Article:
Earlier this year, I’d resolved to leave my native Scotland. Two years out of medical school, having done my internship and three stints as a locum in several specialties, I still had no idea for my future. I wrote to hospitals from

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Chameleon

Editor’s Note: This piece was awarded an honorable mention in the Pulse writing contest, “On Being Different.”

On my first day of kindergarten, in Little Rock, Arkansas, I discovered that I was different. All of my classmates had experienced their first day of school together in August, but I didn’t turn five until after Labor Day, so my first day of school, in September, came coupled with being the new girl in class.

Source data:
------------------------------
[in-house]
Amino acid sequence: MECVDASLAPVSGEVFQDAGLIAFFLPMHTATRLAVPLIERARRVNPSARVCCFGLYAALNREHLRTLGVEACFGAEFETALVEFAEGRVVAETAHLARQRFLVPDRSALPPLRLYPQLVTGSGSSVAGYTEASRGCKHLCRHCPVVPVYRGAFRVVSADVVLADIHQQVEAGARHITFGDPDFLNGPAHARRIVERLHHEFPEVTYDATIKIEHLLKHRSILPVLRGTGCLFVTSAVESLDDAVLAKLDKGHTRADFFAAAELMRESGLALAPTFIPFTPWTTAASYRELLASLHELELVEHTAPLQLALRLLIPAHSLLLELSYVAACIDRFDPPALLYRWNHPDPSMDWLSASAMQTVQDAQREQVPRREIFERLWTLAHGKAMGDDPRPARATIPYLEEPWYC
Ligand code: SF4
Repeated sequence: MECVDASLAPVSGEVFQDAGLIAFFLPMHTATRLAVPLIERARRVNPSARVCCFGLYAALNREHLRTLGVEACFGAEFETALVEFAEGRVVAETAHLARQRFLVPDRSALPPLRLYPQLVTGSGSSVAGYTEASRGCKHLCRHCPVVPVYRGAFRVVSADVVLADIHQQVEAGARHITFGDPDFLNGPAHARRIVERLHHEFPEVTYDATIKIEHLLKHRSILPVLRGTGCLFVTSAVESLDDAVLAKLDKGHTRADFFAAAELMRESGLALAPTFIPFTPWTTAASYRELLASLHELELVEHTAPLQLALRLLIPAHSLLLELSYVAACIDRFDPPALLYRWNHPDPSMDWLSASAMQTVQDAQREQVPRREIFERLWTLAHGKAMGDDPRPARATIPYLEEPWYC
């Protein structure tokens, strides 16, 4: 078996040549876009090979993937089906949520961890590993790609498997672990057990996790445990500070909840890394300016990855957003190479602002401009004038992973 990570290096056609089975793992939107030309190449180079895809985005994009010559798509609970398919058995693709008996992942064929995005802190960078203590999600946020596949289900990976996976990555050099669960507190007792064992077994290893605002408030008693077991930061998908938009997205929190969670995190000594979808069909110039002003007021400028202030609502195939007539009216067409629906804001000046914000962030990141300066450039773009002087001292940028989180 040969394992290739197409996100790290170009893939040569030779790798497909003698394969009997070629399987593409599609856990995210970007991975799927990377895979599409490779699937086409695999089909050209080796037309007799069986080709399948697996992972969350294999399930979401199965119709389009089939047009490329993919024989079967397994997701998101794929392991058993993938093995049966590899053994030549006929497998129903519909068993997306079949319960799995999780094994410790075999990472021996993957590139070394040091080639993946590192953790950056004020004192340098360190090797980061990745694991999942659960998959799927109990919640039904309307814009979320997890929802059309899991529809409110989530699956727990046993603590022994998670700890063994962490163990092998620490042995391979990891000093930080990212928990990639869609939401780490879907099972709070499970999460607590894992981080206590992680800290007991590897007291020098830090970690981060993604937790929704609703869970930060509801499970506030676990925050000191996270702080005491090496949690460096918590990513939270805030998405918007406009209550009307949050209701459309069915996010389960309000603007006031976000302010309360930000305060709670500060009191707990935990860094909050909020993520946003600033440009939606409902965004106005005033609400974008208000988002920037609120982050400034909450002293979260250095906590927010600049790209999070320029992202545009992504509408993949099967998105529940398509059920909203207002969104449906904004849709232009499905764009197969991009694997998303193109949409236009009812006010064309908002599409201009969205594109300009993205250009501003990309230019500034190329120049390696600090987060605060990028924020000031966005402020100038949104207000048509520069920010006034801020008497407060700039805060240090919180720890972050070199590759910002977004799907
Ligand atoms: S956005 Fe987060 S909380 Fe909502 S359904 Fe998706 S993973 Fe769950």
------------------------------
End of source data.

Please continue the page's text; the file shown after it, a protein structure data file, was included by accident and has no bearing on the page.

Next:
Also, for

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Blacker Than Bald Eagles

Editor’s Note: This piece was awarded an honorable mention in the Pulse writing contest, “On Being Different.”

In the 1990s, having grown up in Texas and spent the summer before college playing semiprofessional basketball in Australia, I went to medical school at Universidad Autónoma de Guadalajara, in Mexico.

While there, I experienced a striking and unexpected sense of safety. Although the people there normally never see Black people, they treated me differently from the way

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My Pen Is Mightier

After 9/11, I waited for The Moment.